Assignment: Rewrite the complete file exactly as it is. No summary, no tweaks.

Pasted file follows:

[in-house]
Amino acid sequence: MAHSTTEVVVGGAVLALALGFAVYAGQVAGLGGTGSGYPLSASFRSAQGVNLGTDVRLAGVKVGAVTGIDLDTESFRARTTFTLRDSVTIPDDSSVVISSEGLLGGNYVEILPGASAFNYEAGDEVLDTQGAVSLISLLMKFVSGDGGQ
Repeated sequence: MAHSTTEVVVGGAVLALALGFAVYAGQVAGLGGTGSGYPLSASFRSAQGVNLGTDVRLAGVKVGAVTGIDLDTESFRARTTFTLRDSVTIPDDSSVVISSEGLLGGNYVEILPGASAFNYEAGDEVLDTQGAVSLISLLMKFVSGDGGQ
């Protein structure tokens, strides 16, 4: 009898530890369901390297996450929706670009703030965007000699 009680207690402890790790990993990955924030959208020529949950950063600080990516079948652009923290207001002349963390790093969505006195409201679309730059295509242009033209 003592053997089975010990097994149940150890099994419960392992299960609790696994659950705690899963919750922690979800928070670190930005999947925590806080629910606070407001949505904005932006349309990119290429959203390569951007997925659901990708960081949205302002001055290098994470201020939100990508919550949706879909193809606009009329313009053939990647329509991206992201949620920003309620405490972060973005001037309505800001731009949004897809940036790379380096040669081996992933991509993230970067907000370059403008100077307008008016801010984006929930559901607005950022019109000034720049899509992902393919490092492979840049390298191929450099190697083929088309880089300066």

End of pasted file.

[in-house]
Amino acid sequence: MAHSTTEVVVGGAVLALALGFAVYAGQVAGLGGTGSGYPLSASFRSAQGVNLGTDVRLAGVKVGAVTGIDLDTESFRARTTFTLRDSVTIPDDSSVVISSEGLLGGNYVEILPGASAFNYEAGDEVLDTQGAVSLISLLMKFVSGDGGQ
Repeated sequence: MAHSTTEVVVGGAVLALALGFAVYAGQVAGLGGTGSGYPLSASFRSAQGVNLGTDVRLAGVKVGAVTGIDLDTESFRARTTFTLRDSVTIPDDSSVVISSEGLLGGNYVEILPGASAFNYEAGDEVLDTQGAVSLISLLMKFVSGDGGQ
């Protein structure tokens, strides 16, 4: 009898530890369901390297996450929706670009703030965007000699 009680207690402890790790990993990955924030959208020529949950950063600080990516079948652009923290207001002349963390790093969505006195409201679309730059295509242009033209 003592053997089975010990097994149940150890099994419960392992299960609790696994659950705690899963919750922690979800928070670190930005999947925590806080629910606070407001949505904005932006349309990119290429959203390569951007997925659901990708960081949205302002001055290098994470201020939100990508919550949706879909193809606009009329313009053939990647329509991206992201949620920003309620405490972060973005001037309505800001731009949004897809940036790379380096040669081996992933991509993230970067907000370059403008100077307008008016801010984006929930559901607005950022019109000034720049899509992902393919490092492979840049390298191929450099190697083929088309880089300066």